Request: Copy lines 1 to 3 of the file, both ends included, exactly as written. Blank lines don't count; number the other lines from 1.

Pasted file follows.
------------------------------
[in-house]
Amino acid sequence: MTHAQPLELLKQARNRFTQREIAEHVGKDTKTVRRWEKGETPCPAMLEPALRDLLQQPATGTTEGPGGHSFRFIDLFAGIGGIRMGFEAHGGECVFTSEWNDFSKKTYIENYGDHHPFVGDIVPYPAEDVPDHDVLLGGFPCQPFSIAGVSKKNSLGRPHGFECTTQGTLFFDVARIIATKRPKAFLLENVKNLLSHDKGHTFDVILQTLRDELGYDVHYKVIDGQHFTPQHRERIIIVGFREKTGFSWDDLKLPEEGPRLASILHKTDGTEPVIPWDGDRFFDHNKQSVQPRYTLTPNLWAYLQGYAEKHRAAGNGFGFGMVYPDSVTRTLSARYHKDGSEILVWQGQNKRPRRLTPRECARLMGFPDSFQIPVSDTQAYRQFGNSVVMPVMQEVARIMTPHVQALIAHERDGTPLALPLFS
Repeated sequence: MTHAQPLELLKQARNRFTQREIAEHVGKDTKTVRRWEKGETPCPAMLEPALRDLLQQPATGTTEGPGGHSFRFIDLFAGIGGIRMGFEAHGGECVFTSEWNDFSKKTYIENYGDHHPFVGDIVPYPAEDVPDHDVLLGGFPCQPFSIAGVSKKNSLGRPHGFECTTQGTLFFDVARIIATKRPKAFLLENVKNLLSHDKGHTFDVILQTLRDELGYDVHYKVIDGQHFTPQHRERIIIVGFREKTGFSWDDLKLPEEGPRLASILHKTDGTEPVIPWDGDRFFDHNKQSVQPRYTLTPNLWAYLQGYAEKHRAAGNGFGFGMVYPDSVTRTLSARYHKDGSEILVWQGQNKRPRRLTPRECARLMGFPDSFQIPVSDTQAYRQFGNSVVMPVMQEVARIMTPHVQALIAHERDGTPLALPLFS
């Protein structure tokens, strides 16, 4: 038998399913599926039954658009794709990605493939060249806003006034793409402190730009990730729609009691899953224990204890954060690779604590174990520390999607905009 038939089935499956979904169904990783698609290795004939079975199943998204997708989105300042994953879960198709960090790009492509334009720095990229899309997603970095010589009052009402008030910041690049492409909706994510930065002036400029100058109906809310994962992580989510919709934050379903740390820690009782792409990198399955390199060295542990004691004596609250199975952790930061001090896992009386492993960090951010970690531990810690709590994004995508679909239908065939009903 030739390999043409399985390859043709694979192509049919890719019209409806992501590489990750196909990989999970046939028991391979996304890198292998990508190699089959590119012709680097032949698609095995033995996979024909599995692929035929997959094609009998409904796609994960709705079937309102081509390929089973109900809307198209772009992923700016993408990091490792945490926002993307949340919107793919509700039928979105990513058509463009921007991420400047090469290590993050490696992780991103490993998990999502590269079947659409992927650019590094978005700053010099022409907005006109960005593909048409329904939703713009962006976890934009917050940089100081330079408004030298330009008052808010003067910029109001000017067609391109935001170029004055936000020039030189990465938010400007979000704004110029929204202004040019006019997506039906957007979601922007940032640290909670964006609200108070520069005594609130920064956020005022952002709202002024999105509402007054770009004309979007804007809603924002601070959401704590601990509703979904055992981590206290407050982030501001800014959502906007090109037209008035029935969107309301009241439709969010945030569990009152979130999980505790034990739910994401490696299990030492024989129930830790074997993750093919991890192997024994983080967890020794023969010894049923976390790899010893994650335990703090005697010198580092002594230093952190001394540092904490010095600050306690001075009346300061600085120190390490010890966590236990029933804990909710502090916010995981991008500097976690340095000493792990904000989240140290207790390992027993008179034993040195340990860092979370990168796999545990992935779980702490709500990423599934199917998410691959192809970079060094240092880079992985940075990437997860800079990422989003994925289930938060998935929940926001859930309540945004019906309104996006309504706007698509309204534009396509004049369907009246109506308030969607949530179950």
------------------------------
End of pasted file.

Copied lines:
[in-house]
Amino acid sequence: MTHAQPLELLKQARNRFTQREIAEHVGKDTKTVRRWEKGETPCPAMLEPALRDLLQQPATGTTEGPGGHSFRFIDLFAGIGGIRMGFEAHGGECVFTSEWNDFSKKTYIENYGDHHPFVGDIVPYPAEDVPDHDVLLGGFPCQPFSIAGVSKKNSLGRPHGFECTTQGTLFFDVARIIATKRPKAFLLENVKNLLSHDKGHTFDVILQTLRDELGYDVHYKVIDGQHFTPQHRERIIIVGFREKTGFSWDDLKLPEEGPRLASILHKTDGTEPVIPWDGDRFFDHNKQSVQPRYTLTPNLWAYLQGYAEKHRAAGNGFGFGMVYPDSVTRTLSARYHKDGSEILVWQGQNKRPRRLTPRECARLMGFPDSFQIPVSDTQAYRQFGNSVVMPVMQEVARIMTPHVQALIAHERDGTPLALPLFS
Repeated sequence: MTHAQPLELLKQARNRFTQREIAEHVGKDTKTVRRWEKGETPCPAMLEPALRDLLQQPATGTTEGPGGHSFRFIDLFAGIGGIRMGFEAHGGECVFTSEWNDFSKKTYIENYGDHHPFVGDIVPYPAEDVPDHDVLLGGFPCQPFSIAGVSKKNSLGRPHGFECTTQGTLFFDVARIIATKRPKAFLLENVKNLLSHDKGHTFDVILQTLRDELGYDVHYKVIDGQHFTPQHRERIIIVGFREKTGFSWDDLKLPEEGPRLASILHKTDGTEPVIPWDGDRFFDHNKQSVQPRYTLTPNLWAYLQGYAEKHRAAGNGFGFGMVYPDSVTRTLSARYHKDGSEILVWQGQNKRPRRLTPRECARLMGFPDSFQIPVSDTQAYRQFGNSVVMPVMQEVARIMTPHVQALIAHERDGTPLALPLFS